Ina and Neldon Johnson’s divorce could set new precedent in Utah?
Is Utah a common law marriage jurisdiction? I didn’t think so. Yet, a court allowed a couple who had lived together for 37 years and held themselves out as husband and wife, to obtain a “divorce” in the Utah courts. At issue was a $2.8 million property settlement and the husband’s failure to pay alimony as ordered. Well, he challenged the Utah Supreme Court’s jurisdiction over the case and his challenge was denied:
Ina Johnson sought a divorce and both sides agreed in 2001 on a $2.8 million property settlement under which Neldon Johnson would pay Ina Johnson $8,333 per month. However, since then Neldon Johnson has not paid alimony and has filed repeated challenges to the divorce decree, which all have been denied, according to the high court’s ruling.
As Ina Johnson tried to obtain alimony, Neldon Johnson insisted the divorce between them was not valid because the couple were never legally married. He filed a motion to vacate the amended divorce decree, arguing that the divorce decision was outside the court’s jurisdiction.
That motion was denied by a district court and Neldon Johnson then appealed that decision.
“We hold that the original district court that issued the Johnsons’ 2001 divorce decree did not lack subject matter jurisdiction and thus Mr. Johnson cannot collaterally attack it,” the Supreme Court wrote, adding that it affirmed the district court’s denials of Neldon Johnson’s motion to vacate the divorce decree. [deseret news]
Hme. Let me look into this a bit…..Ah….yes. Utah does allow a statutory version of the common law marriage. See, there are only 13 states in the Union that allow traditional common law marriages. Utah traditionally did not recognize common law marriage, but a statute was created allowing it. Utah Code Title 30….So, clearly, Mr. Johnson can’t get out of this divorce judgment and order to pay alimony and property settlement to his wife Ina. Thirty seven years of marriage, kids, joint assets, what does he expect? He has to pay like any other spouse. You divorce a common law spouse the way you do any other spouse, Mr. Johnson! See this post.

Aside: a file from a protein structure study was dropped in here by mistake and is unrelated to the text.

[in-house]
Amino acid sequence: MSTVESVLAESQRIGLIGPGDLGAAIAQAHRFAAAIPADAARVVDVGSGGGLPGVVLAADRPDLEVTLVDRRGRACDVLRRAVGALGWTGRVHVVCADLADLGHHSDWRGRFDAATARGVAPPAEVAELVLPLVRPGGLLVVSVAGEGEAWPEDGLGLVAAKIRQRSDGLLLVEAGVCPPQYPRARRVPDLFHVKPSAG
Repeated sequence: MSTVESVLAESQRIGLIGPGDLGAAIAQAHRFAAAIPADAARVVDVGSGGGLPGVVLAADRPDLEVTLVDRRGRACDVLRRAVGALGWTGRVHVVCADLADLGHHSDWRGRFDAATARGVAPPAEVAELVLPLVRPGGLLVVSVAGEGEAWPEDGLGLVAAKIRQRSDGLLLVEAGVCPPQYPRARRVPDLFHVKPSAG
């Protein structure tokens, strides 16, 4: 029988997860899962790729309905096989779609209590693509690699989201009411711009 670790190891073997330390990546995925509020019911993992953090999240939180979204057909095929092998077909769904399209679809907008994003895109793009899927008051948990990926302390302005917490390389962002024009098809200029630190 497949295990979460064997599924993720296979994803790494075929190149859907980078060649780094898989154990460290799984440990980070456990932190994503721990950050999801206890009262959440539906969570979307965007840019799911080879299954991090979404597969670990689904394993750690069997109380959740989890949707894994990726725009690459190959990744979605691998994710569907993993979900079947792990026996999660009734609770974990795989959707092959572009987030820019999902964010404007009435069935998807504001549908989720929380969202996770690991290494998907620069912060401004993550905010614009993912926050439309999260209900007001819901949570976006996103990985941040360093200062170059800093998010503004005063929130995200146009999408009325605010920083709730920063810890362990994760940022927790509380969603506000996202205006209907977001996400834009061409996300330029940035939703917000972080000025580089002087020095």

Some argue that this ruling will open the door to polygamy, same sex marriage and other void scenarios in Utah. I don’t see it. The Utah Code is pretty clear about what constitutes a common law marriage: Utah Code Section 30:
30-1-4.5. Validity of marriage not solemnized.
(1) A marriage which is not solemnized according to this chapter shall be legal and valid if a court or administrative order establishes that it arises out of a contract between a man and a woman who:
(a) are of legal age and capable of giving consent;
(b) are legally capable of entering a solemnized marriage under the provisions of this chapter;
(c) have cohabited;
(d) mutually assume marital rights, duties, and obligations; and
(e) who hold themselves out as and have acquired a uniform and general reputation as husband and wife.
(2) The determination or establishment of a marriage under this section must occur during the relationship described in Subsection (1), or within one year following the termination of that relationship. Evidence of a marriage recognizable under this section may be manifested in any form, and may be proved under the same general rules of evidence as facts in other cases.
Ina and Neldon fit the bill. I don’t see how a polygamous group or a same sex couple could successfully argue that they fit the definition of the Code.